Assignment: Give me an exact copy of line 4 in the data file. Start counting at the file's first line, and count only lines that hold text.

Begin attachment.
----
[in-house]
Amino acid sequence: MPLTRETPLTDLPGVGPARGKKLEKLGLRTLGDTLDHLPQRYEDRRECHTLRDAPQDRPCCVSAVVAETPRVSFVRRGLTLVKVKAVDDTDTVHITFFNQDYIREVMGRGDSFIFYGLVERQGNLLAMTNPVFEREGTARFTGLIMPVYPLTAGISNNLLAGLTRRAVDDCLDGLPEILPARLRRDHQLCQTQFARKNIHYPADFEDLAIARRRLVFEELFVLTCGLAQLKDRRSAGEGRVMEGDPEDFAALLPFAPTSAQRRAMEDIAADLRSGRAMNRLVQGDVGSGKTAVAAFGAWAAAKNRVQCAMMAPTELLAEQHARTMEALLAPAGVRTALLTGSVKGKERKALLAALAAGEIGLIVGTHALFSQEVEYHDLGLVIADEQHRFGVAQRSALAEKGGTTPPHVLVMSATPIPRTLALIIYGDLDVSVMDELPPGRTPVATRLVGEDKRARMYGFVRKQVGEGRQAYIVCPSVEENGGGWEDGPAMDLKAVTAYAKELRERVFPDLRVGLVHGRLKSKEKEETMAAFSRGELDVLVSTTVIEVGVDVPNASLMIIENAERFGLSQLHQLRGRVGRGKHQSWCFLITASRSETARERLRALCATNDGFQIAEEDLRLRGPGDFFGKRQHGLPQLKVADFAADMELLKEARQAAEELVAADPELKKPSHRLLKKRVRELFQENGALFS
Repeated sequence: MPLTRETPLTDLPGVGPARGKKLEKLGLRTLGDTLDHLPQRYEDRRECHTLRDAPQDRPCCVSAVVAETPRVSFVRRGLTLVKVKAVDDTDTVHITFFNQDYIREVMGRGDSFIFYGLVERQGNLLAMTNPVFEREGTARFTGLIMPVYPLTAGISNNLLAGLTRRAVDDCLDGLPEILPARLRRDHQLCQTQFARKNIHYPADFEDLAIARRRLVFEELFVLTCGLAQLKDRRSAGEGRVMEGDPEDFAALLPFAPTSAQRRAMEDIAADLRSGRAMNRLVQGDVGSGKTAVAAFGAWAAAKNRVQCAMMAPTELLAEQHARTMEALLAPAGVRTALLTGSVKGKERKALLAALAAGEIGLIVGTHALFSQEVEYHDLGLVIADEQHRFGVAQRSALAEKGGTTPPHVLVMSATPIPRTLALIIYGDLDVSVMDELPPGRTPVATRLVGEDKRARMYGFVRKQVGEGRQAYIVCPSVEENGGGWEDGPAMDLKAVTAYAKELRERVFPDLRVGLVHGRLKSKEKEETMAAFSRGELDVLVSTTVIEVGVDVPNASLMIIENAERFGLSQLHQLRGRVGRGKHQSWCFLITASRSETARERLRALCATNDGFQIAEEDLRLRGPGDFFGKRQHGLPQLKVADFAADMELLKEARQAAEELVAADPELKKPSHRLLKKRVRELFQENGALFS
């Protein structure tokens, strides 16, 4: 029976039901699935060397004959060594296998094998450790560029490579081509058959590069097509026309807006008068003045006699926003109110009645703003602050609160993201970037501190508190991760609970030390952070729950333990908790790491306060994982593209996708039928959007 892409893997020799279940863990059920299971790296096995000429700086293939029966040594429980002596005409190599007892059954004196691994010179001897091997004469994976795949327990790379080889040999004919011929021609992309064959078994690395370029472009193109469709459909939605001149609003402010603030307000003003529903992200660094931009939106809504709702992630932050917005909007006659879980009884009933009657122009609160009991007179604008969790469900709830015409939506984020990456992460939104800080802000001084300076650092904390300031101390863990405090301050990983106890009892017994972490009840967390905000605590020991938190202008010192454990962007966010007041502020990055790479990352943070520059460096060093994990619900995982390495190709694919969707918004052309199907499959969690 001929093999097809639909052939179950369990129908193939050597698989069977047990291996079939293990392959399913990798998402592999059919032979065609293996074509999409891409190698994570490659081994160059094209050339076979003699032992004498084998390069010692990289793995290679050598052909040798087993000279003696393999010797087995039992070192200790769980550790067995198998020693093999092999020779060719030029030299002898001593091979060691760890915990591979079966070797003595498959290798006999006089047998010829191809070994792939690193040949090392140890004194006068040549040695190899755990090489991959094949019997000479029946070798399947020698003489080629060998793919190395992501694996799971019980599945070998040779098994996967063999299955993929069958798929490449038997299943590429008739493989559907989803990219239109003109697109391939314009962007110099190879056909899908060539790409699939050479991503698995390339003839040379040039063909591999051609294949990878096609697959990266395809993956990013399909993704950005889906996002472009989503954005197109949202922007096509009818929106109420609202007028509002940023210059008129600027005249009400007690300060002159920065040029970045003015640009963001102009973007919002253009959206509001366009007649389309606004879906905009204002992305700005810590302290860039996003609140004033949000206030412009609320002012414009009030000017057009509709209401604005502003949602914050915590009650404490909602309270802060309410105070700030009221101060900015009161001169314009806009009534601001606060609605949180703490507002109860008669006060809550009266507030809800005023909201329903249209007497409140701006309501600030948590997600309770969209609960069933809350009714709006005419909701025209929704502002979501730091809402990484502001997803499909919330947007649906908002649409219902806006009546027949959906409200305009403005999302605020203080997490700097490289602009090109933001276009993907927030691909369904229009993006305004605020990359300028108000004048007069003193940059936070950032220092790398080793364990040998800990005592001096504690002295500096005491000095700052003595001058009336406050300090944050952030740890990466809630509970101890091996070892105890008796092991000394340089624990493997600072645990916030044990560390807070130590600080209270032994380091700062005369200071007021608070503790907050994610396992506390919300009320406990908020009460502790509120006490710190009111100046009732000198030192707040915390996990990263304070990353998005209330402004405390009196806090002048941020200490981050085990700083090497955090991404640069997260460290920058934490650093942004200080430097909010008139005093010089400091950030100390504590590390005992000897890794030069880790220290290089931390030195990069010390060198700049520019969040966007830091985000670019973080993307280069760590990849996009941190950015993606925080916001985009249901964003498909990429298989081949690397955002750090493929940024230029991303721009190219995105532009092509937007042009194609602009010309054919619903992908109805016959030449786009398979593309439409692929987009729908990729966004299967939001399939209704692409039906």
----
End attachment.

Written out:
């Protein structure tokens, strides 16, 4: 029976039901699935060397004959060594296998094998450790560029490579081509058959590069097509026309807006008068003045006699926003109110009645703003602050609160993201970037501190508190991760609970030390952070729950333990908790790491306060994982593209996708039928959007 892409893997020799279940863990059920299971790296096995000429700086293939029966040594429980002596005409190599007892059954004196691994010179001897091997004469994976795949327990790379080889040999004919011929021609992309064959078994690395370029472009193109469709459909939605001149609003402010603030307000003003529903992200660094931009939106809504709702992630932050917005909007006659879980009884009933009657122009609160009991007179604008969790469900709830015409939506984020990456992460939104800080802000001084300076650092904390300031101390863990405090301050990983106890009892017994972490009840967390905000605590020991938190202008010192454990962007966010007041502020990055790479990352943070520059460096060093994990619900995982390495190709694919969707918004052309199907499959969690 001929093999097809639909052939179950369990129908193939050597698989069977047990291996079939293990392959399913990798998402592999059919032979065609293996074509999409891409190698994570490659081994160059094209050339076979003699032992004498084998390069010692990289793995290679050598052909040798087993000279003696393999010797087995039992070192200790769980550790067995198998020693093999092999020779060719030029030299002898001593091979060691760890915990591979079966070797003595498959290798006999006089047998010829191809070994792939690193040949090392140890004194006068040549040695190899755990090489991959094949019997000479029946070798399947020698003489080629060998793919190395992501694996799971019980599945070998040779098994996967063999299955993929069958798929490449038997299943590429008739493989559907989803990219239109003109697109391939314009962007110099190879056909899908060539790409699939050479991503698995390339003839040379040039063909591999051609294949990878096609697959990266395809993956990013399909993704950005889906996002472009989503954005197109949202922007096509009818929106109420609202007028509002940023210059008129600027005249009400007690300060002159920065040029970045003015640009963001102009973007919002253009959206509001366009007649389309606004879906905009204002992305700005810590302290860039996003609140004033949000206030412009609320002012414009009030000017057009509709209401604005502003949602914050915590009650404490909602309270802060309410105070700030009221101060900015009161001169314009806009009534601001606060609605949180703490507002109860008669006060809550009266507030809800005023909201329903249209007497409140701006309501600030948590997600309770969209609960069933809350009714709006005419909701025209929704502002979501730091809402990484502001997803499909919330947007649906908002649409219902806006009546027949959906409200305009403005999302605020203080997490700097490289602009090109933001276009993907927030691909369904229009993006305004605020990359300028108000004048007069003193940059936070950032220092790398080793364990040998800990005592001096504690002295500096005491000095700052003595001058009336406050300090944050952030740890990466809630509970101890091996070892105890008796092991000394340089624990493997600072645990916030044990560390807070130590600080209270032994380091700062005369200071007021608070503790907050994610396992506390919300009320406990908020009460502790509120006490710190009111100046009732000198030192707040915390996990990263304070990353998005209330402004405390009196806090002048941020200490981050085990700083090497955090991404640069997260460290920058934490650093942004200080430097909010008139005093010089400091950030100390504590590390005992000897890794030069880790220290290089931390030195990069010390060198700049520019969040966007830091985000670019973080993307280069760590990849996009941190950015993606925080916001985009249901964003498909990429298989081949690397955002750090493929940024230029991303721009190219995105532009092509937007042009194609602009010309054919619903992908109805016959030449786009398979593309439409692929987009729908990729966004299967939001399939209704692409039906």